Fastnet Races have been won and lost at the key tidal gates of the race. Professional navigator Ian Moore explains why St Alban's Ledge, Portland Bill and The Lizard are so important, and how to handle them
There are three major headlands on the Rolex Fastnet Race route that are key to the success or otherwise of your race. Navigator Ian Moore looks at how to tackle these vital tidal gates to gain a winning advantage:
Gate 1: St Alban’s Ledge
I’m not an expert on the geology of St Alban’s ledge, but it presents as an area of shallower, but navigable water extending about 3.5 miles to the south-west of St Alban’s Head. It is clearly marked on the chart, along with lots of overfall symbols!
Because the ledge has relatively deep water either side of it, there is a squeezing of the flow over the ledge, causing the tide to accelerate locally to almost double the free stream tidal speed.
In a typical Fastnet, when beating to the west, this often presents the opportunity to use this flow by tacking onto starboard just shy of the ledge, thus staying in the rip along its full length. The increased current will also cause a temporary right shift, enhancing the gain further.
This gain does come with a price tag. The overfalls can be extremely unpleasant in this wind-against-tide situation and although there are no grounding hazards, being swamped is a real possibility. The sea state also means you will not be sailing at 100 per cent of polar, but done properly this could net a quarter to half-mile gain over going straight through.
Gate 2: Portland Bill
Portland is probably the most iconic tidal gate of the race. The Fastnet normally starts two hours before HW Portsmouth (which is slack tide in the Solent) and the tide turns properly foul at Portland at approx LW Portsmouth, eight hours later. The bigger boats usually have no problem covering the 48 intervening miles and should be approaching on the last couple of hours of ebb.
The tide generally turns first along the shore as the back eddy in West Bay starts to sneak around the point, so approaching in fair tide it usually pays to be just outside the Shambles Bank. This means you are approaching in the best tide between St Albans and The Shambles in 25-30m of water and are lining up the best current two-three miles off the Bill.
Two hours later at Start +8, the gate has closed and up to three miles offshore the tide will be against you at three to five knots. Five miles offshore the tide is only 1.5 knots against and eight miles offshore, although it’s building, it should be less than a knot against.
I would suggest that, once you think you are marginal for this tidal gate, you should start to hedge offshore where, although there is little shelter from the current, it shouldn’t be a total show stopper. Don’t forget that if the wind is westerly as the tide turns, the wind strength will be dropping by up to four knots, which may exacerbate your problems.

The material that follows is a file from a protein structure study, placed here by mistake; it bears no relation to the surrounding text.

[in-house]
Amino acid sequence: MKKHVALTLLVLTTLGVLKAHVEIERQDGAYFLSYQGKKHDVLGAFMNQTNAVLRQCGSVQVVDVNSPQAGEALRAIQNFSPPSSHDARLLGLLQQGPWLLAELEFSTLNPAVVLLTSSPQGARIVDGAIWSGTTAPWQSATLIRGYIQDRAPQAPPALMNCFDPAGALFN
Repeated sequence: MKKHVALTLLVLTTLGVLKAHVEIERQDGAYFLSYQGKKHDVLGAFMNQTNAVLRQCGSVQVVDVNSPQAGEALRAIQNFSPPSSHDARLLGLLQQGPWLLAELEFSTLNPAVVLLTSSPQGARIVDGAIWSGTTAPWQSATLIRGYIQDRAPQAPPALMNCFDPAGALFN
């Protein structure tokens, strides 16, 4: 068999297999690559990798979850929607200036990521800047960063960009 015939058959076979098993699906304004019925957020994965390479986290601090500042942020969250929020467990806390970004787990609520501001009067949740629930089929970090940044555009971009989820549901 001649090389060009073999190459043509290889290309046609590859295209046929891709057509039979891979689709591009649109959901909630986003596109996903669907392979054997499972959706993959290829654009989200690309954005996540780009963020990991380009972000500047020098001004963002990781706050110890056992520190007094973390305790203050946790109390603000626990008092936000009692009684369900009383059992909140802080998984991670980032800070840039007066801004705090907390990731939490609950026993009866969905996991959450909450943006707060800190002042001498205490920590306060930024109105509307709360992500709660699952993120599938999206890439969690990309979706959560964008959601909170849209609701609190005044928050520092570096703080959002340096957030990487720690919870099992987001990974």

There is a back eddy at Portland, but to make use of it you need to be very brave. Approaching inside the point is the easy part in a weak 0.5 knot eddy. Once at the point you need to be almost aground to avoid the four to five-knot current which pushes you offshore into the strongest foul current. I have never made it work for me.
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Gate 3: The Lizard
You won’t have much control over the state of the current at the Lizard and if the current is against you, it may not be an option to go offshore if your routeing wants you to head straight to the Fastnet or north of the rhumb line. Close inshore and in the tidal race, the current turns foul 1h 45m after HW Dover and fair again 3h 45m before HW Dover. Further offshore the tide turns over an hour later.
If you are approaching in foul tide, there is some relief by being inside the point as the worst tide is on about the 30m line. You can also avoid the worst of the overfalls by being closer inshore in a corridor of relatively flat water.
However, there are a series of drying rocks lying due south of the lighthouse. The outermost of these are the Dales and Menhir Rock, which dries to 4m and should be visible or breaking in most tides. The gap between these rocks and the overfalls should be about 400m and provide ample room for you to sneak round inside the worst of the waves and current.
Ironically, the fair tide approach is probably fairly similar, staying just inside the worst of the overfalls in 20-30m of water. Don’t forget, if you are approaching on the end of the fair tide, that it will be turning an hour early on the beach. Consider if you can afford to be a mile or so offshore.